Autonomous deadly robots

Robots have fascinated humanity since its inception. They were born with initially magical/religious purposes to later move on to entertainment or basic mechanics and eventually to promote industrial revolutions. Today it is purchased by large hospitals to perform sensitive operations. They have always been subject to the will of their creators, until Artificial Intelligence began to give them dangerous degrees of autonomy.

In Pharaonic Egypt there were temples with statues of “speaking” by radiating hissing air, heated by priests, through slits in secret entrance chambers to entice the scepter. Homer also talks about automata that imitates the living creatures of the god Hephaestus.

In Alexandria, robotics achieved great mastery in the 3rd and 2nd centuries BC, thanks to inventors such as Ctesibius, Heron, and Philo. You can only imagine the venerable astonishment that the believers would accompany the genius, with the first designed mechanisms to open the temple’s heavy doors with hot air by lighting a fire in its main altar. Heron built a theater with vending machines, and Philo built a life-size maid holding a pitcher of wine in her right hand and pouring it into a goblet in her left. All this works with a system of tubes that open and close with the relative weight of the containers to which they are attached as they are filled or emptied. At Syracuse, Archimedes worked on a screw that constantly draws water from mines, pulleys to lift heavy weights, or torsion catapults that shoot arrows and stones far away. He also made a particularly gloomy hourglass, in which an executioner marked the hours by beheading the prisoners.

With the Enlightenment, the fashion for vending machines was all the rage in France with dolls.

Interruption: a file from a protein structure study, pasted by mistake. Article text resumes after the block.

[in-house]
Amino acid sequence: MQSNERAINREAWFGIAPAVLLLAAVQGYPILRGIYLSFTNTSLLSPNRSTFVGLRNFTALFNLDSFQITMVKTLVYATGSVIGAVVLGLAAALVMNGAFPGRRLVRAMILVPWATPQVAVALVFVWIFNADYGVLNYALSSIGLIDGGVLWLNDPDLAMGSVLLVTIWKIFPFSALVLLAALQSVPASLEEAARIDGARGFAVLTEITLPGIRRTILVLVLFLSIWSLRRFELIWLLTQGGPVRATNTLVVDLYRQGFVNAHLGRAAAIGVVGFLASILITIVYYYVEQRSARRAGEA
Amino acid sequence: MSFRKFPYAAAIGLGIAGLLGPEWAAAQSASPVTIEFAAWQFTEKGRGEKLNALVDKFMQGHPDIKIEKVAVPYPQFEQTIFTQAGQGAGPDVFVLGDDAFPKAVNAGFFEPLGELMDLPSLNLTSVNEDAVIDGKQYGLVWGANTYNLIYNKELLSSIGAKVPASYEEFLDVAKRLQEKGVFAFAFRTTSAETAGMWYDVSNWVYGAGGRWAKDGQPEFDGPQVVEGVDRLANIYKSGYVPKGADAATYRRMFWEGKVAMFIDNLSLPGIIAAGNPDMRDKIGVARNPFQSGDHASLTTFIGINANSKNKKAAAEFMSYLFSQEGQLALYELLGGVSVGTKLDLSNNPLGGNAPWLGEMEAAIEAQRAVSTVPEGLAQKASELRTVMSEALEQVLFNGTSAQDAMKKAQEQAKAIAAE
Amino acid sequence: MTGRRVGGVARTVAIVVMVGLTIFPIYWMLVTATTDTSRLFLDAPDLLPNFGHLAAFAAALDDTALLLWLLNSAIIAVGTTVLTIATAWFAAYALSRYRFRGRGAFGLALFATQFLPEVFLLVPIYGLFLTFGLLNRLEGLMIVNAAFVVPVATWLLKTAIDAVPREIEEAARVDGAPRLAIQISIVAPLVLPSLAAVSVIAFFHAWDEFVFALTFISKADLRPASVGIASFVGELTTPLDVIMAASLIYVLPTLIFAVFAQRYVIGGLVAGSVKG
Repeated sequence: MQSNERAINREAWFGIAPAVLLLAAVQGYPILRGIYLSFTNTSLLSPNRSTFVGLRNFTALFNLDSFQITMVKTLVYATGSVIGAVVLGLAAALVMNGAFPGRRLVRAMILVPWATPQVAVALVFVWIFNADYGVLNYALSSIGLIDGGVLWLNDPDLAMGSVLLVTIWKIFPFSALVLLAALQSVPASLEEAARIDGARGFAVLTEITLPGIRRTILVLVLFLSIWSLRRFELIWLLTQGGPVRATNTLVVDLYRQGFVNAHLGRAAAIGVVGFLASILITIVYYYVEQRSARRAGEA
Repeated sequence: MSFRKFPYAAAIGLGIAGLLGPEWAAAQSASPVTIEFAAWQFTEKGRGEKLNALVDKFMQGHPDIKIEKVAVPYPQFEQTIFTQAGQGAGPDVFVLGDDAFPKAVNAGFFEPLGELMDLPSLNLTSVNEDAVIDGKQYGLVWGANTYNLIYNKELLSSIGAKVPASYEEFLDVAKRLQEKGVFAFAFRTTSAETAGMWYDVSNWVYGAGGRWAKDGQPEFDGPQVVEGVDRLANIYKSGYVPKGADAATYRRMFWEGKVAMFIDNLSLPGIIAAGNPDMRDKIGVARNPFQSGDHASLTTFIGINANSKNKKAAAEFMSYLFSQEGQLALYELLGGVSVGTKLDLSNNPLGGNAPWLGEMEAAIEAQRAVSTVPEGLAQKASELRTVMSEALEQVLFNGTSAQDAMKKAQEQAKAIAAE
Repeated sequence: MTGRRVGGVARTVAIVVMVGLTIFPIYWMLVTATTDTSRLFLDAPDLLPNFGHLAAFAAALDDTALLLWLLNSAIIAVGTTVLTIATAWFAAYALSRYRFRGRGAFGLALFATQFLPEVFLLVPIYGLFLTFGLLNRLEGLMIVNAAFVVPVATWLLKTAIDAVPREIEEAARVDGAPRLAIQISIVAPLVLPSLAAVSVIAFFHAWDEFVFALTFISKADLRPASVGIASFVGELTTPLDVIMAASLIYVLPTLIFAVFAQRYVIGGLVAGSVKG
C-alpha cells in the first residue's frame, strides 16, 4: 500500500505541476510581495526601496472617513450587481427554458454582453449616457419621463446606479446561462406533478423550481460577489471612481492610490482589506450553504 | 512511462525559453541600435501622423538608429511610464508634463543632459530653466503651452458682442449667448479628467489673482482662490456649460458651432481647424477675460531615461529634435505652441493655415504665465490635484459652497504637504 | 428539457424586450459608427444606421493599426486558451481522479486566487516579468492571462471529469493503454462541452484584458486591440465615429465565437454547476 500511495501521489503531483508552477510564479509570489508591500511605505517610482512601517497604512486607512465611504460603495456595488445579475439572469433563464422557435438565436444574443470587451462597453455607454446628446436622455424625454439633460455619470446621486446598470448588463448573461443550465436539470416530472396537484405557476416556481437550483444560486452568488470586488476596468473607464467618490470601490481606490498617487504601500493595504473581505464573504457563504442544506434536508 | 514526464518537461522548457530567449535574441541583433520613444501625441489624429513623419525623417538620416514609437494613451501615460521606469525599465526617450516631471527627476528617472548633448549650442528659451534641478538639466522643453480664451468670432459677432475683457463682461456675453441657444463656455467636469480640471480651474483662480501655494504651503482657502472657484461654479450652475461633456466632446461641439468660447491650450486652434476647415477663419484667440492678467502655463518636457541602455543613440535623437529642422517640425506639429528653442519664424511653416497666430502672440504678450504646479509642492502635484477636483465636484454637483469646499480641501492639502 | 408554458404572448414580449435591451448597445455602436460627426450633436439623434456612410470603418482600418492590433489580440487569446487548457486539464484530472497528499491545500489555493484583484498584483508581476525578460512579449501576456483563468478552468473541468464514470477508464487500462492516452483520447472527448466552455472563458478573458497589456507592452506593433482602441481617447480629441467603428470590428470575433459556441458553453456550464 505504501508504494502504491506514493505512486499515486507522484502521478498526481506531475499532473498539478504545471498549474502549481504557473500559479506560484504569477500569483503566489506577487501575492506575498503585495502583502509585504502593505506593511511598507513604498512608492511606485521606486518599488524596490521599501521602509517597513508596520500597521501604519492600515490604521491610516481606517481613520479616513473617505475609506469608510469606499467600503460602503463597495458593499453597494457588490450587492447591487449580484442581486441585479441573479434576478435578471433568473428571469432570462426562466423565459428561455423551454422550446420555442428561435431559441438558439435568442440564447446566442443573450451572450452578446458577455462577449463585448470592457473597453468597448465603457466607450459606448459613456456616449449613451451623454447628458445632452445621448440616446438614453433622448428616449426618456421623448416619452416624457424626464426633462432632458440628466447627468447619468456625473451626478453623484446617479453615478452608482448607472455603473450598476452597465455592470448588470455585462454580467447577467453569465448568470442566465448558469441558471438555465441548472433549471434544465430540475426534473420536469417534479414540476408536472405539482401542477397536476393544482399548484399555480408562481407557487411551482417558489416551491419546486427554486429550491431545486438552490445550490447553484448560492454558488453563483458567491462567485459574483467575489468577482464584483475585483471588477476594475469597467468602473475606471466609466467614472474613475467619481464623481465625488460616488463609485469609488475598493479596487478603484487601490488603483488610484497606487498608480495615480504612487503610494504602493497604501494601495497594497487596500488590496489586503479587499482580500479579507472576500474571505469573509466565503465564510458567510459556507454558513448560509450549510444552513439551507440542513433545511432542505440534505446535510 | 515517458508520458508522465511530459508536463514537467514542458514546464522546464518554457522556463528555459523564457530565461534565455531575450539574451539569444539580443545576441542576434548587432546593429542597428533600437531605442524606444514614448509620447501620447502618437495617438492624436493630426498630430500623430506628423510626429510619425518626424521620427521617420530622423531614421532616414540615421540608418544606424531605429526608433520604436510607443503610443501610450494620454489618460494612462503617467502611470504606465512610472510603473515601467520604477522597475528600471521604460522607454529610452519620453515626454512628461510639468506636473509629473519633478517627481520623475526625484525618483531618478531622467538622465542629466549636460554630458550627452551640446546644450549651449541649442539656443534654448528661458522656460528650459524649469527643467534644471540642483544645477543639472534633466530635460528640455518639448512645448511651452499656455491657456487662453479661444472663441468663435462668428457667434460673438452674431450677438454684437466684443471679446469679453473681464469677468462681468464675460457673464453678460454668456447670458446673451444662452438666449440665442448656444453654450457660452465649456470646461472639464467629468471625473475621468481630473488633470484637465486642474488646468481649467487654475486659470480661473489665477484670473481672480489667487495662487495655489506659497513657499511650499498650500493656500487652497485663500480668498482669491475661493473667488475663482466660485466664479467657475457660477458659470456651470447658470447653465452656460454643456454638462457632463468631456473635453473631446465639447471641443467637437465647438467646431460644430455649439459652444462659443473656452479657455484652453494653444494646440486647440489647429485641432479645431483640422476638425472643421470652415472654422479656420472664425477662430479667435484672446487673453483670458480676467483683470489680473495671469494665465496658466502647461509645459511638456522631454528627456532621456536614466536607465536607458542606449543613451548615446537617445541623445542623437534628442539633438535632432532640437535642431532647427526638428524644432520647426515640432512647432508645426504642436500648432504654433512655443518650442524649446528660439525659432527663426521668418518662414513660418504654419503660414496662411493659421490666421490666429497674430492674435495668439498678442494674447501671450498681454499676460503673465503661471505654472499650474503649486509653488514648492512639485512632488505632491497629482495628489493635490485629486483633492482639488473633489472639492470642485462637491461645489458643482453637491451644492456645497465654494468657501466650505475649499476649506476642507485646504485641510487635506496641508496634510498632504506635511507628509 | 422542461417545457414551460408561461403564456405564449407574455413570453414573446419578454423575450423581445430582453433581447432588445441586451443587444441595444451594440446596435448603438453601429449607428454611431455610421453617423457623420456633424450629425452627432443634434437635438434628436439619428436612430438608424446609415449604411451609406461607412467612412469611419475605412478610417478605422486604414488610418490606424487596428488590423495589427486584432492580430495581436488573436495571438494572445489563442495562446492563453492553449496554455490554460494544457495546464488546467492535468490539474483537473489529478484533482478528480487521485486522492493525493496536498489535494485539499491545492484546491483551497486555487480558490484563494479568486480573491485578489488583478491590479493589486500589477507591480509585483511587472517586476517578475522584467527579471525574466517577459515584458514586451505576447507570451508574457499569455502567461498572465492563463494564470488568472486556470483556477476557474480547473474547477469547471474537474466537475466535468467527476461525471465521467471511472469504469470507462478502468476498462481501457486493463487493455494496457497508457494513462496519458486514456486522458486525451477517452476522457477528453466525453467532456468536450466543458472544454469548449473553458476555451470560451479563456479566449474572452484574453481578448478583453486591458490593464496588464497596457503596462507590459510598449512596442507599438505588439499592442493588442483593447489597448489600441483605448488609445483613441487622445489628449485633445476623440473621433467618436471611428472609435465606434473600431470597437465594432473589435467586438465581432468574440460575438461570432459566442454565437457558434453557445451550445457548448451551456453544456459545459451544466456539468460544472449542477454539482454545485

Built by Jacques de Vauncansos and Henri Maillardert, Joseph Jacquard’s invention, although more important, built a programmable machine with punch cards that could smoke, play music or draw, shortly after Louis XVI was beheaded, thus paving the way for the textile revolution. He was caught especially vigorously in England, where the Luddites attacked these demonic beasts with hammers, threatening to put them out of work. Lord Byron defended them, but many paid the price with the gallows. Robotization has since fueled this fear of unemployment, although it almost always creates more jobs than it originally destroyed, even elsewhere and with different training requirements, such as the arrival of tractors in the North American countryside. 1903 shows that today there is less rural population than then, and total unemployment stands at an enviable 3.8%.

Isaac Asimov gives three laws to regulate its operation in “I, Robot”: do no harm to people, obey people (unless it contradicts the first law), and protect yourself without violating the first two laws. What happens is that with AI and learning algorithms, robots can start “thinking” for themselves and already beat humans at games like go or chess. China has launched a 2,000-ton autonomous ship carrying drones and mini-submarines without a single crew member on board. All managed remotely. It’s okay if humans don’t lose control, but what if one day they lose control and the machines start making decisions for themselves? Note that in fiction, Hal, a computer from 2001, rebelled against its programmers, and now the issue of Lethal Autonomous Weapons Systems (LAWS), which, according to the UN, has already been used in wars. in Libya and Ukraine, where there are drones that can navigate alone, recognize targets (radar, tanks, soldiers…) and destroy them without human intervention. According to UN Secretary-General António Guterres, these weapons “should be prohibited by international law for politically unacceptable, morally repugnant and ethical reasons and because they are conducive to multiplying indiscriminate violence”. The apocalyptic catastrophe of robots escaping human control thus gains credibility, and even more credibility when a conference convened by the UN itself last year in Geneva with the intent to ban, or at least regulate, the use of LAWS failed. It seems that the issue did not concern the most important countries.

Source: Informacion

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